Human beings are storytellers. Language began out of our deep desire to tell each other the stories of our lives. The stories we tell are the process of using our creative imagination and engaging archetypal energies. Archetypes are fundamental formative patterns universally recognized as underlying everyday reality. In this process we primarily use the four archetypes recognized by Robert Moore and Gillette, the Magician, the Warrior, the Lover and the King & Queen. The archetypes are access points to our deepest wisdom and provide nourishment for our souls that only seeing the whole story can provide.

Awareness of all our potential is the key. In this model we connect with four primal archetypal circuits to access the wisdom of the soul: We determine how the energy of each of these four archetypes might inform us and guide us. We put on and take off these archetypal energies, as we would costumes in a stage play. It is important to note that this archetypal energy is high voltage and can become dangerous when one gets too identified with a single archetype. For example, there is a big difference between being “The King” and using healthy kingly energy in your life. So we step into the wisdom of these archetypes temporarily and ask for their gifts. We do this in a spirit of humility that knows we are part of a much larger system.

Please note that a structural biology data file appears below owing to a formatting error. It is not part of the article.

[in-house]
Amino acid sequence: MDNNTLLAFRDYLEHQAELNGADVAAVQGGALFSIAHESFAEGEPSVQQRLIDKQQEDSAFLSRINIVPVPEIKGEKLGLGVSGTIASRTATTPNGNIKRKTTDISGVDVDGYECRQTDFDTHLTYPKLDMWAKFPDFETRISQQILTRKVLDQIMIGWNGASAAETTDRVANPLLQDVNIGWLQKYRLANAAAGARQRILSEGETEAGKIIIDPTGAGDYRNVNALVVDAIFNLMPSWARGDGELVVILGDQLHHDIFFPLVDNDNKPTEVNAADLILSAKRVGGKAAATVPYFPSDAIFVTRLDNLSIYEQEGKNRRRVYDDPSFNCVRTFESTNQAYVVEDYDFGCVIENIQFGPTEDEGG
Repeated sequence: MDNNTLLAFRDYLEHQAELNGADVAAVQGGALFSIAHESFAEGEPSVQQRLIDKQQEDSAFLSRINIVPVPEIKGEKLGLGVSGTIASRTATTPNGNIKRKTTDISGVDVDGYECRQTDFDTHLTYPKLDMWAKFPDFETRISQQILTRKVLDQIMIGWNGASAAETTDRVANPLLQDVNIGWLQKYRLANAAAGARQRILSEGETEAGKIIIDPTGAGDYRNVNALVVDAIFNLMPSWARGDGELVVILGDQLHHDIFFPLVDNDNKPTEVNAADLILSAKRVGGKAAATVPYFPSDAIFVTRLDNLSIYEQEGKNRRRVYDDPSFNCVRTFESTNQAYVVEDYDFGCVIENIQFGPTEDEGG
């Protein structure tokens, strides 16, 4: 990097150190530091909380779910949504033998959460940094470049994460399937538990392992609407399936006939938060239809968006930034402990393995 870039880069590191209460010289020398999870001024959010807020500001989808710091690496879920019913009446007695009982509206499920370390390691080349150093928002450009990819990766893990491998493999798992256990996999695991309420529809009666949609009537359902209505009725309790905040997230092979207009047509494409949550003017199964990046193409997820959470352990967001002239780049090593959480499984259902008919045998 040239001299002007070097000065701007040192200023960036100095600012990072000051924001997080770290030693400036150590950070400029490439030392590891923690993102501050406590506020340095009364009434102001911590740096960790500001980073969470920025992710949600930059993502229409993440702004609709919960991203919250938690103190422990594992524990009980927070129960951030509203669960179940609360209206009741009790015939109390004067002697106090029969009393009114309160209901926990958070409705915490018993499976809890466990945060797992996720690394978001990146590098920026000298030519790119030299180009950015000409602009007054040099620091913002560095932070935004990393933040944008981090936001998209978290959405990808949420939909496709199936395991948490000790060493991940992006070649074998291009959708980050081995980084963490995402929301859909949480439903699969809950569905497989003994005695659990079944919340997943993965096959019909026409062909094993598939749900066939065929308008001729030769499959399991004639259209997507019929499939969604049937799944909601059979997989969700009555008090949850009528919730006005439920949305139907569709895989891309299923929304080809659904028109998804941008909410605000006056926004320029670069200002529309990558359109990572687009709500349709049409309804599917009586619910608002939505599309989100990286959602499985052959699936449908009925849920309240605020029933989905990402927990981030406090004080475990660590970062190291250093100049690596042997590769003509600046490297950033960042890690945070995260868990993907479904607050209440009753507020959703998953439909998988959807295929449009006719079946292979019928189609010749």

Working with Groups and Teams

Dynamic Dialogue: Practices for Learning from Experience

“There are only two sources of learning: others and experience,” writes Russell Ackoff in a recent commentary in Reflections: The SoL Journal. He continues, “All learning originally derives from experience.” However, “there is relatively little literature about learning from experience and making it available to others in and out of an organization.” The overemphasis on learning from others worries Ackoff because “no amount of sharing of ignorance can produce knowledge.”

To address this concern, we have evolved flexible processes for groups, teams, organizations and communities to learn from experience via experiential simulation and modeling. We have found that groups can get beyond sharing opinions and create opportunities where we can test and observe the likely consequences of proposed ideas, decisions, and actions. This is possible without the use of computers or language proficiency with Systems Thinking. These learning processes involve a set of repeatable practices for getting through the often overwhelming complexity and conflict in organizational life in order to generate and try out new solutions and ways of working collaboratively. We call this kind of experiential learning practice “Dynamic Dialogue.”